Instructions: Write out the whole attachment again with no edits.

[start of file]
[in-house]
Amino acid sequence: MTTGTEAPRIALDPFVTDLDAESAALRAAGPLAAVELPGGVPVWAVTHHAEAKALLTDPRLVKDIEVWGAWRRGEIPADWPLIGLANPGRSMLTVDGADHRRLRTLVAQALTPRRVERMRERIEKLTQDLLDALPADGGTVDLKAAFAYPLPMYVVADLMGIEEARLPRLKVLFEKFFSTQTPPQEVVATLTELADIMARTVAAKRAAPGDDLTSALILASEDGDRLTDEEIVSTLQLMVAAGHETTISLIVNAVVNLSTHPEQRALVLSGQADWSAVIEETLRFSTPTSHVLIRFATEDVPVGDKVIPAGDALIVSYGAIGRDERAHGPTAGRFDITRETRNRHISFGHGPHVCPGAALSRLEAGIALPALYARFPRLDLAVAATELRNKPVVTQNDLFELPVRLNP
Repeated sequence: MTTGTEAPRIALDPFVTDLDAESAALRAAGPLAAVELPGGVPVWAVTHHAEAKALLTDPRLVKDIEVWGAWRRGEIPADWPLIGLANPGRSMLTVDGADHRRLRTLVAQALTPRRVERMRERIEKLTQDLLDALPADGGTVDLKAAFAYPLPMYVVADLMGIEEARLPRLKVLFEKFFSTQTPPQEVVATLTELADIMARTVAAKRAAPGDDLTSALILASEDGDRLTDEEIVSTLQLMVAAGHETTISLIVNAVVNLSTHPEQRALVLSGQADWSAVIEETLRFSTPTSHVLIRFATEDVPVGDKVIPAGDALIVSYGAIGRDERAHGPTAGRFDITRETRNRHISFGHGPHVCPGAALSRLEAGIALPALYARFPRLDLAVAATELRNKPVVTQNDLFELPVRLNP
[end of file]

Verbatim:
[in-house]
Amino acid sequence: MTTGTEAPRIALDPFVTDLDAESAALRAAGPLAAVELPGGVPVWAVTHHAEAKALLTDPRLVKDIEVWGAWRRGEIPADWPLIGLANPGRSMLTVDGADHRRLRTLVAQALTPRRVERMRERIEKLTQDLLDALPADGGTVDLKAAFAYPLPMYVVADLMGIEEARLPRLKVLFEKFFSTQTPPQEVVATLTELADIMARTVAAKRAAPGDDLTSALILASEDGDRLTDEEIVSTLQLMVAAGHETTISLIVNAVVNLSTHPEQRALVLSGQADWSAVIEETLRFSTPTSHVLIRFATEDVPVGDKVIPAGDALIVSYGAIGRDERAHGPTAGRFDITRETRNRHISFGHGPHVCPGAALSRLEAGIALPALYARFPRLDLAVAATELRNKPVVTQNDLFELPVRLNP
Repeated sequence: MTTGTEAPRIALDPFVTDLDAESAALRAAGPLAAVELPGGVPVWAVTHHAEAKALLTDPRLVKDIEVWGAWRRGEIPADWPLIGLANPGRSMLTVDGADHRRLRTLVAQALTPRRVERMRERIEKLTQDLLDALPADGGTVDLKAAFAYPLPMYVVADLMGIEEARLPRLKVLFEKFFSTQTPPQEVVATLTELADIMARTVAAKRAAPGDDLTSALILASEDGDRLTDEEIVSTLQLMVAAGHETTISLIVNAVVNLSTHPEQRALVLSGQADWSAVIEETLRFSTPTSHVLIRFATEDVPVGDKVIPAGDALIVSYGAIGRDERAHGPTAGRFDITRETRNRHISFGHGPHVCPGAALSRLEAGIALPALYARFPRLDLAVAATELRNKPVVTQNDLFELPVRLNP